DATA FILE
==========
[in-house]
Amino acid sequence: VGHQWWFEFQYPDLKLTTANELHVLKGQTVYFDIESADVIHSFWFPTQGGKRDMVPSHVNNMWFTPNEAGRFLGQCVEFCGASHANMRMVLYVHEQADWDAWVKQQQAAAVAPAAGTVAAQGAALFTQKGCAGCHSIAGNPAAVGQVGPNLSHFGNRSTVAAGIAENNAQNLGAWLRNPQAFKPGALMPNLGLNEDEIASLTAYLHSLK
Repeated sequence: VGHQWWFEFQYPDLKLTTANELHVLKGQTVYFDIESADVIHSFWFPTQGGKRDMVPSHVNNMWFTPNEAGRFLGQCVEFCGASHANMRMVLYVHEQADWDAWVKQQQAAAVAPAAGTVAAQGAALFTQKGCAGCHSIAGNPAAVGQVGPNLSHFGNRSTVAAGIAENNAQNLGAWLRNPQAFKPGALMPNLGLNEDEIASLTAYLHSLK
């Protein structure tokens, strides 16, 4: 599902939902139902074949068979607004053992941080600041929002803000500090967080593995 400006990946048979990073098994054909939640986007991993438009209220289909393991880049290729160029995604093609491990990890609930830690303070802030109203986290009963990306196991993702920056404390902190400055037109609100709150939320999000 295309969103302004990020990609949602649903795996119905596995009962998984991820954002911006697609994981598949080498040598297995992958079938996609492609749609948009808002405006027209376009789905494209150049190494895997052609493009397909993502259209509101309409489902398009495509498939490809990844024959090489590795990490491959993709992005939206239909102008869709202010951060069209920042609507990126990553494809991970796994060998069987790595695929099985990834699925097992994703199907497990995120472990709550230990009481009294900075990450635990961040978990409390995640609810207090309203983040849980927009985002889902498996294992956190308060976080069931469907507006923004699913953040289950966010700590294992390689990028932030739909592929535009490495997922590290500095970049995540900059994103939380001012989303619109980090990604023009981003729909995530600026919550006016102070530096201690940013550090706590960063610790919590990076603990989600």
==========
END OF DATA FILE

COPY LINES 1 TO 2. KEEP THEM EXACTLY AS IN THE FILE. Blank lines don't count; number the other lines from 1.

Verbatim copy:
[in-house]
Amino acid sequence: VGHQWWFEFQYPDLKLTTANELHVLKGQTVYFDIESADVIHSFWFPTQGGKRDMVPSHVNNMWFTPNEAGRFLGQCVEFCGASHANMRMVLYVHEQADWDAWVKQQQAAAVAPAAGTVAAQGAALFTQKGCAGCHSIAGNPAAVGQVGPNLSHFGNRSTVAAGIAENNAQNLGAWLRNPQAFKPGALMPNLGLNEDEIASLTAYLHSLK